Sodium acetate, CH3COONa, also abbreviated NaOAc, is the sodium salt of acetic acid. This colorless deliquescent salt has a wide range of uses.
- Sodium acetate is used in the textile industry to neutralize sulfuric acid waste streams and also as a photoresist while using aniline dyes. It is also a pickling agent in chrome tanning and helps to impede vulcanization of chloroprene in synthetic rubber production. In processing cotton for disposable cotton pads, sodium acetate is used to eliminate the buildup of static electricity.
- Sodium acetate is used to mitigate water damage to concrete by acting as a concrete sealant, while also being environmentally benign and cheaper than the commonly used epoxy alternative for sealing concrete against water permeation.
- Sodium acetate may be added to food as a seasoning, sometimes in the form of sodium diacetate, a one-to-one complex of sodium acetate and acetic acid, given the E-number E262. It is often used to give potato chips a salt and vinegar flavor.
- As the conjugate base of acetic acid, a solution of sodium acetate and acetic acid can act as a buffer to keep a relatively constant pH level. This is useful especially in biochemical applications where reactions are pH-dependent in a mildly acidic range (pH 4-6).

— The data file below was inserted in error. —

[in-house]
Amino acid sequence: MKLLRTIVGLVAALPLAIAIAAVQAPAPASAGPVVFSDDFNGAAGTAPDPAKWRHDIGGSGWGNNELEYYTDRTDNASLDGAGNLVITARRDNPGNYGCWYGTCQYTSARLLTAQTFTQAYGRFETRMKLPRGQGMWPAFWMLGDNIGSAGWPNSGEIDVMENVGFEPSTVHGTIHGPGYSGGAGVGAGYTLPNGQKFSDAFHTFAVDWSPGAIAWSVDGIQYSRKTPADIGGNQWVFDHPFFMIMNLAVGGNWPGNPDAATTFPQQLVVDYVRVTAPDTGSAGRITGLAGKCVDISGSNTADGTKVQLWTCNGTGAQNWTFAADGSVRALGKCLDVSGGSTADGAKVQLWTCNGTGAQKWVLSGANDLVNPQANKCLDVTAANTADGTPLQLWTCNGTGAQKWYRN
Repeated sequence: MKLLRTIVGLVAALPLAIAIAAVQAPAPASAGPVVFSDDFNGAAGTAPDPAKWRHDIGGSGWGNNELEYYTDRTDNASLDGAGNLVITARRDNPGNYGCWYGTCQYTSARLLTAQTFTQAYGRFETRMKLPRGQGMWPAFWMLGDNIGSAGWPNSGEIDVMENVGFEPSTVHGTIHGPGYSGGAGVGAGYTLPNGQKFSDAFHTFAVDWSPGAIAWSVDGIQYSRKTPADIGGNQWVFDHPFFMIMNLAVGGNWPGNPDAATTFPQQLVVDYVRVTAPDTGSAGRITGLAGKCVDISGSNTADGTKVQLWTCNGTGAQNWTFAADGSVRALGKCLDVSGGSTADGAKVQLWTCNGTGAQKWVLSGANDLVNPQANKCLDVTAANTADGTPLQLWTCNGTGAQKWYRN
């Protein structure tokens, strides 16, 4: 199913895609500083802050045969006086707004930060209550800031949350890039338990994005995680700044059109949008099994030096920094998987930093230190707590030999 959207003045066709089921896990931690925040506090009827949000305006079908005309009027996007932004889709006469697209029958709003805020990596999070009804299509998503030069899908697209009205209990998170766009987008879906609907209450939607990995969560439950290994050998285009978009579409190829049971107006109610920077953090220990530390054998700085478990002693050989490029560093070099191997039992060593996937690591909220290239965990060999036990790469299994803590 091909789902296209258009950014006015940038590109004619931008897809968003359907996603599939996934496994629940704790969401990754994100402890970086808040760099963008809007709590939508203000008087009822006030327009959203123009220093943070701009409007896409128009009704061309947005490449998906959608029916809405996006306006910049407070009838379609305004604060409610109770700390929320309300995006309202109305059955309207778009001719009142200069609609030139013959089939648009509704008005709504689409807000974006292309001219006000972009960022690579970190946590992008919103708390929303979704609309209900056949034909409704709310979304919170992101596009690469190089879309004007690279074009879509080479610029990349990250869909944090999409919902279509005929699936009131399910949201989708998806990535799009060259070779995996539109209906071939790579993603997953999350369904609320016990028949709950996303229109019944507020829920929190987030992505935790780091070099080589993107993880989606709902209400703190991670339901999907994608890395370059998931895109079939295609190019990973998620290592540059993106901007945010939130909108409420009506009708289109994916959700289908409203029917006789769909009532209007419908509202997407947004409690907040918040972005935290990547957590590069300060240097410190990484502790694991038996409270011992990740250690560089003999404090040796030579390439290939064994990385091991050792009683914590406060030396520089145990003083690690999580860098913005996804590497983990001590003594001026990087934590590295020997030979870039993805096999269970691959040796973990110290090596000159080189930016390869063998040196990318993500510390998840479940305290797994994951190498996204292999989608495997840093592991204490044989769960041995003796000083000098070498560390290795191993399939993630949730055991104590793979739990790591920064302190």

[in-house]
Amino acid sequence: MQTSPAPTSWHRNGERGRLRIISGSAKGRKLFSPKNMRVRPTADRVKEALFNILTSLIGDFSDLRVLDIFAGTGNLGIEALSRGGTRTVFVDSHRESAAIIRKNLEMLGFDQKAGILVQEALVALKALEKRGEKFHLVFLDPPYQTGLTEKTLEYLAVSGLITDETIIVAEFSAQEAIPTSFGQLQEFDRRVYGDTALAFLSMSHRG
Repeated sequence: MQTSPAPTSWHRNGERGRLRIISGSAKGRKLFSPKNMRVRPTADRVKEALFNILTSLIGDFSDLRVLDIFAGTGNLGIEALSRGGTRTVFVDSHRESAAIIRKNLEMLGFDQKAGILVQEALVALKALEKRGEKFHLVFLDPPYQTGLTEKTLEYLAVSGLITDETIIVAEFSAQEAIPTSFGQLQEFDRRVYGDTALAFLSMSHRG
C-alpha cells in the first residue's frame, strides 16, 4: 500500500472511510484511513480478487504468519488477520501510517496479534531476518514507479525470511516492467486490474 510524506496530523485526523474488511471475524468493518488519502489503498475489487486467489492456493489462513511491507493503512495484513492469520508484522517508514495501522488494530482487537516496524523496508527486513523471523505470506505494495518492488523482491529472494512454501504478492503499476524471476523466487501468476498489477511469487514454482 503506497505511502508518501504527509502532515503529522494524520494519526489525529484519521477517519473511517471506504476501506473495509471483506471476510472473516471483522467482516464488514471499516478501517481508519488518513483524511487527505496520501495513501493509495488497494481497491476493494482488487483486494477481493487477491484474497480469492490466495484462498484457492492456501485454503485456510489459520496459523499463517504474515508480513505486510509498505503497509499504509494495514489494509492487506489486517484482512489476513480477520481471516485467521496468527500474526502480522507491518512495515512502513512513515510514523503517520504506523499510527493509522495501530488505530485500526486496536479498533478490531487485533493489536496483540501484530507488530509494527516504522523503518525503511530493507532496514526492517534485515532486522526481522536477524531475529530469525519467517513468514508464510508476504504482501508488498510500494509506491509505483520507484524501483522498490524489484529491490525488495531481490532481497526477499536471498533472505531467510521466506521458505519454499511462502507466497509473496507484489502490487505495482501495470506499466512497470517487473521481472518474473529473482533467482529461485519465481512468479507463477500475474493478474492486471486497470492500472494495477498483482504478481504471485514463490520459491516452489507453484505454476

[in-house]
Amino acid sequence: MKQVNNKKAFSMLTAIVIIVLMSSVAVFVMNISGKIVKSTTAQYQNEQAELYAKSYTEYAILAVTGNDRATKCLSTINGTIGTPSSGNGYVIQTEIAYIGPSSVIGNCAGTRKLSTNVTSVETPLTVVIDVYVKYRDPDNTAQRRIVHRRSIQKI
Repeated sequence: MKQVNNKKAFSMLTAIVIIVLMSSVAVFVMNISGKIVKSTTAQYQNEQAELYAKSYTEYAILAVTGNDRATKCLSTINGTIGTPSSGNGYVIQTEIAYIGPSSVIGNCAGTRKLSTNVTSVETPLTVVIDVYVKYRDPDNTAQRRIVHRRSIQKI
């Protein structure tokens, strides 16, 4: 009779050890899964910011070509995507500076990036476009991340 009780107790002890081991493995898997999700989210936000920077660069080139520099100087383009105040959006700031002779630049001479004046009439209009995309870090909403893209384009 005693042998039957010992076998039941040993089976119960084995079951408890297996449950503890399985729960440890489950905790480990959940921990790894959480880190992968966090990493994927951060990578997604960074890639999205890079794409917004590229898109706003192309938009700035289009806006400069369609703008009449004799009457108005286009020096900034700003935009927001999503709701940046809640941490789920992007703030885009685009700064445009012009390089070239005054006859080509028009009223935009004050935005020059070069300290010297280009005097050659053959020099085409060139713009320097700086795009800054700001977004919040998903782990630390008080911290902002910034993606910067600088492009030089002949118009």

Heating padA hand warmer containing a supersaturated solution of sodium acetate which releases heat upon crystallizationSodium acetate is also used in heating pads, hand warmers, and hot ice. Sodium acetate trihydrate crystals melt at 136.4 °F/58 °C (to 137.12 °F/58.4 °C), dissolving in their water of crystallization. When they are heated past the melting point and subsequently allowed to cool, the aqueous solution becomes supersaturated. This solution is capable of cooling to room temperature without forming crystals. By pressing on a metal disc within the heating pad, a nucleation center is formed, causing the solution to crystallize back into solid sodium acetate trihydrate. The bond-forming process of crystallization is exothermic. The latent heat of fusion is about 264–289 kJ/kg. Unlike some types of heat packs, such as those dependent upon irreversible chemical reactions, a sodium acetate heat pack can be easily reused by immersing the pack in boiling water for a few minutes, until the crystals are completely dissolved, and allowing the pack to slowly cool to room temperature.